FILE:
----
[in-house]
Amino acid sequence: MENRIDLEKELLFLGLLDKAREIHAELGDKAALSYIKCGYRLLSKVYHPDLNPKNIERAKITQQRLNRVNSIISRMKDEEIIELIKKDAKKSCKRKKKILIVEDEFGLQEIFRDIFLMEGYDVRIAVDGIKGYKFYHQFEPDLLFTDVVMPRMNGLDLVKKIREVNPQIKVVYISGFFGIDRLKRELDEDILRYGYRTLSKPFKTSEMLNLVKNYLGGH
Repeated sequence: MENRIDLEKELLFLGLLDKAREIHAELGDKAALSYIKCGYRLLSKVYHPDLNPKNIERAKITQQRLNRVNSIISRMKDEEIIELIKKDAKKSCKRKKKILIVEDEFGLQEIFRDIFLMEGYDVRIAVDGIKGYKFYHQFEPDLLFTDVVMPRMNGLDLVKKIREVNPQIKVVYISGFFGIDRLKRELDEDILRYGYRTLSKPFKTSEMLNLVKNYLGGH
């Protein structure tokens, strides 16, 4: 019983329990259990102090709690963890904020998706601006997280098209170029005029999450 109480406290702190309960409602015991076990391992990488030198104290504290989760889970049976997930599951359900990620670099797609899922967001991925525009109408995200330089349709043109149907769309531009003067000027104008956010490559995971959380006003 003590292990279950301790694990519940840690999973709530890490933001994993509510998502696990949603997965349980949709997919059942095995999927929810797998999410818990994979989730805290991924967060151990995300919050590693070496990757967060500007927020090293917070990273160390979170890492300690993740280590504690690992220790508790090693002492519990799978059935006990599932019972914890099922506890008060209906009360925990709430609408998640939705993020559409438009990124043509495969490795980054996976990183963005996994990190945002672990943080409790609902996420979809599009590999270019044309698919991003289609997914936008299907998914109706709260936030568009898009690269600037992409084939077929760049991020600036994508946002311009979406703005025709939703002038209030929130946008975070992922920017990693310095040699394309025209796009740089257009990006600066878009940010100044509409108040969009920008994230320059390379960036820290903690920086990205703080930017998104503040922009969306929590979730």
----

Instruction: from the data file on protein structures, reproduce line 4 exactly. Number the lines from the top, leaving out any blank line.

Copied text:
């Protein structure tokens, strides 16, 4: 019983329990259990102090709690963890904020998706601006997280098209170029005029999450 109480406290702190309960409602015991076990391992990488030198104290504290989760889970049976997930599951359900990620670099797609899922967001991925525009109408995200330089349709043109149907769309531009003067000027104008956010490559995971959380006003 003590292990279950301790694990519940840690999973709530890490933001994993509510998502696990949603997965349980949709997919059942095995999927929810797998999410818990994979989730805290991924967060151990995300919050590693070496990757967060500007927020090293917070990273160390979170890492300690993740280590504690690992220790508790090693002492519990799978059935006990599932019972914890099922506890008060209906009360925990709430609408998640939705993020559409438009990124043509495969490795980054996976990183963005996994990190945002672990943080409790609902996420979809599009590999270019044309698919991003289609997914936008299907998914109706709260936030568009898009690269600037992409084939077929760049991020600036994508946002311009979406703005025709939703002038209030929130946008975070992922920017990693310095040699394309025209796009740089257009990006600066878009940010100044509409108040969009920008994230320059390379960036820290903690920086990205703080930017998104503040922009969306929590979730």